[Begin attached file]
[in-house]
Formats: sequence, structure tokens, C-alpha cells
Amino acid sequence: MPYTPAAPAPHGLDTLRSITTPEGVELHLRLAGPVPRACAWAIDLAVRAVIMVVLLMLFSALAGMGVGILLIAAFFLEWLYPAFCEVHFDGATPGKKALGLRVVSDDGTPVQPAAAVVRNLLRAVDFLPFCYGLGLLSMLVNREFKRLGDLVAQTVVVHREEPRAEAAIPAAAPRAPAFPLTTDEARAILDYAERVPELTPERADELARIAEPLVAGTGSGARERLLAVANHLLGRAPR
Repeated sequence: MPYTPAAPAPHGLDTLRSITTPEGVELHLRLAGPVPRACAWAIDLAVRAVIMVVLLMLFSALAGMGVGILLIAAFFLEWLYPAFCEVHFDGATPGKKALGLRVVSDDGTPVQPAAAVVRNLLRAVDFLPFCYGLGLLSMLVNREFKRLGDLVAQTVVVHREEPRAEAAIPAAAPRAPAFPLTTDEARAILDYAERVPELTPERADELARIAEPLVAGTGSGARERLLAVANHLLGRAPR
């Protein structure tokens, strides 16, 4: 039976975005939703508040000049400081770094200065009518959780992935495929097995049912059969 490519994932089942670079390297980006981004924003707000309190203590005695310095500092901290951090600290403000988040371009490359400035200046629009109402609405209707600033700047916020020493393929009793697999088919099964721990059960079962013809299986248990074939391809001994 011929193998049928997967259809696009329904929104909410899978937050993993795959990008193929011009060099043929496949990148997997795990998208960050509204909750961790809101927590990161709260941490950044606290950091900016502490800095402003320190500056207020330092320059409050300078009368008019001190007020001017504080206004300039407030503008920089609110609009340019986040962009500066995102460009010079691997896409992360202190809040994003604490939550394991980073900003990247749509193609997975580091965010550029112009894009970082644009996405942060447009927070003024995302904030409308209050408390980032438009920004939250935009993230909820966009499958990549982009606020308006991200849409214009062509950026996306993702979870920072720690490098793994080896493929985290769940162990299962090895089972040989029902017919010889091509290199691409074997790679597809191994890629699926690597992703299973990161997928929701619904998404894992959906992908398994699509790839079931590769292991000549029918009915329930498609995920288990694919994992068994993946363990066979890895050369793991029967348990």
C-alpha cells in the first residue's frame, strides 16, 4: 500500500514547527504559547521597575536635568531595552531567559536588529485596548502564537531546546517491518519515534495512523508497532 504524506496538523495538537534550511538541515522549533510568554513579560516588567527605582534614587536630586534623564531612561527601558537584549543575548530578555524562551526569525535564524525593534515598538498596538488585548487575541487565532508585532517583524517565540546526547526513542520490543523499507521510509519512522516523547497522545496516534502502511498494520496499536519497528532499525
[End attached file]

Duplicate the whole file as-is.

[in-house]
Formats: sequence, structure tokens, C-alpha cells
Amino acid sequence: MPYTPAAPAPHGLDTLRSITTPEGVELHLRLAGPVPRACAWAIDLAVRAVIMVVLLMLFSALAGMGVGILLIAAFFLEWLYPAFCEVHFDGATPGKKALGLRVVSDDGTPVQPAAAVVRNLLRAVDFLPFCYGLGLLSMLVNREFKRLGDLVAQTVVVHREEPRAEAAIPAAAPRAPAFPLTTDEARAILDYAERVPELTPERADELARIAEPLVAGTGSGARERLLAVANHLLGRAPR
Repeated sequence: MPYTPAAPAPHGLDTLRSITTPEGVELHLRLAGPVPRACAWAIDLAVRAVIMVVLLMLFSALAGMGVGILLIAAFFLEWLYPAFCEVHFDGATPGKKALGLRVVSDDGTPVQPAAAVVRNLLRAVDFLPFCYGLGLLSMLVNREFKRLGDLVAQTVVVHREEPRAEAAIPAAAPRAPAFPLTTDEARAILDYAERVPELTPERADELARIAEPLVAGTGSGARERLLAVANHLLGRAPR
């Protein structure tokens, strides 16, 4: 039976975005939703508040000049400081770094200065009518959780992935495929097995049912059969 490519994932089942670079390297980006981004924003707000309190203590005695310095500092901290951090600290403000988040371009490359400035200046629009109402609405209707600033700047916020020493393929009793697999088919099964721990059960079962013809299986248990074939391809001994 011929193998049928997967259809696009329904929104909410899978937050993993795959990008193929011009060099043929496949990148997997795990998208960050509204909750961790809101927590990161709260941490950044606290950091900016502490800095402003320190500056207020330092320059409050300078009368008019001190007020001017504080206004300039407030503008920089609110609009340019986040962009500066995102460009010079691997896409992360202190809040994003604490939550394991980073900003990247749509193609997975580091965010550029112009894009970082644009996405942060447009927070003024995302904030409308209050408390980032438009920004939250935009993230909820966009499958990549982009606020308006991200849409214009062509950026996306993702979870920072720690490098793994080896493929985290769940162990299962090895089972040989029902017919010889091509290199691409074997790679597809191994890629699926690597992703299973990161997928929701619904998404894992959906992908398994699509790839079931590769292991000549029918009915329930498609995920288990694919994992068994993946363990066979890895050369793991029967348990």
C-alpha cells in the first residue's frame, strides 16, 4: 500500500514547527504559547521597575536635568531595552531567559536588529485596548502564537531546546517491518519515534495512523508497532 504524506496538523495538537534550511538541515522549533510568554513579560516588567527605582534614587536630586534623564531612561527601558537584549543575548530578555524562551526569525535564524525593534515598538498596538488585548487575541487565532508585532517583524517565540546526547526513542520490543523499507521510509519512522516523547497522545496516534502502511498494520496499536519497528532499525